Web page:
This article looks at how the discourse of tanwir (enlightenment) has been used, appropriated, and recycled in multiple milieus ranging from state discourse and the secular intellectuals in the process of co-option by the state to the Islamists and the nationalists. Precisely when the government has been trying to sell for the Western “democratic” and free world an image of a civilized “enlightened” government, combating its “dark” opponents, it has itself reinvented practices of harshly disciplining the unruly. By promoting enlightenment from the top, the government attempts to promote the image of an enlightened authoritarian, but “somehow” democratic, state, since Egypt enjoys a multiparty system and there exist various opposition papers and magazines. The article draws attention to “government enlightenment” policies (tanwir hukumi) and focuses in particular on the recent statements on female Islamic attire by the minister of culture, Farouk Hosni, and the tempestuous political crisis that resulted. The portrayal of an “enlightened” artist-intellectual minister who has been counterimaged against the dark Islamists is discussed. The article highlights the dialectical, intricate relationship between the long authoritarian tradition of the state and the way the state co-opts the intellectuals to counterplay opposition.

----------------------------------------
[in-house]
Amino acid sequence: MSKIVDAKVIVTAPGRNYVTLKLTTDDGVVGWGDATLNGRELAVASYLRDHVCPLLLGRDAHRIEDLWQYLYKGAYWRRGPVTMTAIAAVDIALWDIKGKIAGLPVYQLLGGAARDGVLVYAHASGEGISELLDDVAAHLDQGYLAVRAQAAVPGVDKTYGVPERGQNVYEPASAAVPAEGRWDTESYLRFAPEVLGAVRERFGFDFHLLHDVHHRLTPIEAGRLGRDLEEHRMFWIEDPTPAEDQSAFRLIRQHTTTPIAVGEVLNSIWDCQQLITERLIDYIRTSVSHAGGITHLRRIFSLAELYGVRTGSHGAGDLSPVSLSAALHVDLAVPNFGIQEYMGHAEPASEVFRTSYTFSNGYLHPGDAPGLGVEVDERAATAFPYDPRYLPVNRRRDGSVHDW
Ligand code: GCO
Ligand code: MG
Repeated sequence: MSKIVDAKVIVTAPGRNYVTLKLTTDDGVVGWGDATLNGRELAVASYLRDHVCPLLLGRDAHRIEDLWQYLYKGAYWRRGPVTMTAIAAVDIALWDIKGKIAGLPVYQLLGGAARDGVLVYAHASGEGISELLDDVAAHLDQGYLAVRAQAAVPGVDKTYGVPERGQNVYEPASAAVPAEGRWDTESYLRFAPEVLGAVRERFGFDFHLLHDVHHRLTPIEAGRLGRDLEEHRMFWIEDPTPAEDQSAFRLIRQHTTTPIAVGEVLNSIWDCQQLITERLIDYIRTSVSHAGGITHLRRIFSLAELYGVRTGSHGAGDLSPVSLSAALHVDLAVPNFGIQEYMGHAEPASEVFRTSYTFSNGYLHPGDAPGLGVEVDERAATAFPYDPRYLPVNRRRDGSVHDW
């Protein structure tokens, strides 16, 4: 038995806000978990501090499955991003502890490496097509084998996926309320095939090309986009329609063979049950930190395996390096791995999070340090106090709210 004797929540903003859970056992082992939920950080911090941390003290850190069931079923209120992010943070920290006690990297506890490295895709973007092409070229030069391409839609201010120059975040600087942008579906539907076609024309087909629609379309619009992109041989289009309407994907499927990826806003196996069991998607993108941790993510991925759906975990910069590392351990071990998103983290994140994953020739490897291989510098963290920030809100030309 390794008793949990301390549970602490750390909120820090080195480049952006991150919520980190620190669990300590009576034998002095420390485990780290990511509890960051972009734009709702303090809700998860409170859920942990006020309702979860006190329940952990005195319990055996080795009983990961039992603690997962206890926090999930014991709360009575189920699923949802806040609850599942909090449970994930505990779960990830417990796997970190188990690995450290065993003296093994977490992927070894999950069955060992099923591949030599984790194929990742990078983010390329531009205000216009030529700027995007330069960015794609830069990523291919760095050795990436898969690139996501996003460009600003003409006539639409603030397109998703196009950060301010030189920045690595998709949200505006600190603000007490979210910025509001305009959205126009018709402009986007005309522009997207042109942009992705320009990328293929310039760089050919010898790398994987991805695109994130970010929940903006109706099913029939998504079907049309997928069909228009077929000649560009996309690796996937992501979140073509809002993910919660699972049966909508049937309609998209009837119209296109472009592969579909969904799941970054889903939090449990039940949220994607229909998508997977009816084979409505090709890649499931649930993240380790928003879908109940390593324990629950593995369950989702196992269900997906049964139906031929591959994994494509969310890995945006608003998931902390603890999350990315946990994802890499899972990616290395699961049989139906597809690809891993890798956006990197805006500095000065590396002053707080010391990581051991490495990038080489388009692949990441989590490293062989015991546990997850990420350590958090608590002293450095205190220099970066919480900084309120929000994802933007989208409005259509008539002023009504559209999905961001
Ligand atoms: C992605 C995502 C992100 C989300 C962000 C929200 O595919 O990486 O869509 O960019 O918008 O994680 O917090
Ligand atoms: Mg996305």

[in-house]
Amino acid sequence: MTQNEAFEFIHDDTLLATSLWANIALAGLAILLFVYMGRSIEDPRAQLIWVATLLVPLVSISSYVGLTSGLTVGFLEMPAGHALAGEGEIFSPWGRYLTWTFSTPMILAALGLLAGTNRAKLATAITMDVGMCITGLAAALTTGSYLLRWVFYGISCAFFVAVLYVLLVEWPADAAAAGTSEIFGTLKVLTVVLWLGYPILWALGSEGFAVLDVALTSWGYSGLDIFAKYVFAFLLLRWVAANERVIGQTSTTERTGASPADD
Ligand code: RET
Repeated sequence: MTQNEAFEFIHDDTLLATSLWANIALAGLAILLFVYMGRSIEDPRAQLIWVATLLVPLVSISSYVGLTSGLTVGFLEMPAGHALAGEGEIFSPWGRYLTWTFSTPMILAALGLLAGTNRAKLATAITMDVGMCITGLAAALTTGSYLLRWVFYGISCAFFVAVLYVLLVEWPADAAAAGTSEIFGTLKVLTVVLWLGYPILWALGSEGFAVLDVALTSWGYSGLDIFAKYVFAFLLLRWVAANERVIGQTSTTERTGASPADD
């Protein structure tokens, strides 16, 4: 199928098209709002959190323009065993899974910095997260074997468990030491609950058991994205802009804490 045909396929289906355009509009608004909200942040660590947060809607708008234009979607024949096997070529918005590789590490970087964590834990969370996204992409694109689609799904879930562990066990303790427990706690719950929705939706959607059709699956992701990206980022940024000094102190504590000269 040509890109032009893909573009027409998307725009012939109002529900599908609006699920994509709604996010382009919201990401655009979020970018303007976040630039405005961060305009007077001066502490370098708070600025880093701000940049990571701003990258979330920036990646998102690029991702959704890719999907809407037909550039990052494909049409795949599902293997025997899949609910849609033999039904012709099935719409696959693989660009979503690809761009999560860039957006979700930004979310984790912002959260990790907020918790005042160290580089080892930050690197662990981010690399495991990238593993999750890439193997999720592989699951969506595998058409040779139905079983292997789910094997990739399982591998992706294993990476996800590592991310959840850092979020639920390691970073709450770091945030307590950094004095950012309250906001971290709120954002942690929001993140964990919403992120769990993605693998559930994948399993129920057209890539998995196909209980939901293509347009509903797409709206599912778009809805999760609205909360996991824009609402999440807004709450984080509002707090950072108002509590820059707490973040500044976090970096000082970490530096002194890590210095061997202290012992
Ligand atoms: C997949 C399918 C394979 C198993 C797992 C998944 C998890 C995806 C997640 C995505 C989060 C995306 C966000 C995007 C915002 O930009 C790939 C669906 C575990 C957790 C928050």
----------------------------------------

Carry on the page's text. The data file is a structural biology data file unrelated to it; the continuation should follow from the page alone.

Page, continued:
Mona Abaza; The Trafficking with Tanwir (Enlightenment). Comparative Studies of South Asia, Africa and the Middle East 1 May 2010; 30 (1): 32–46. doi: https://doi.org/10.1215/1089201x-2009-048
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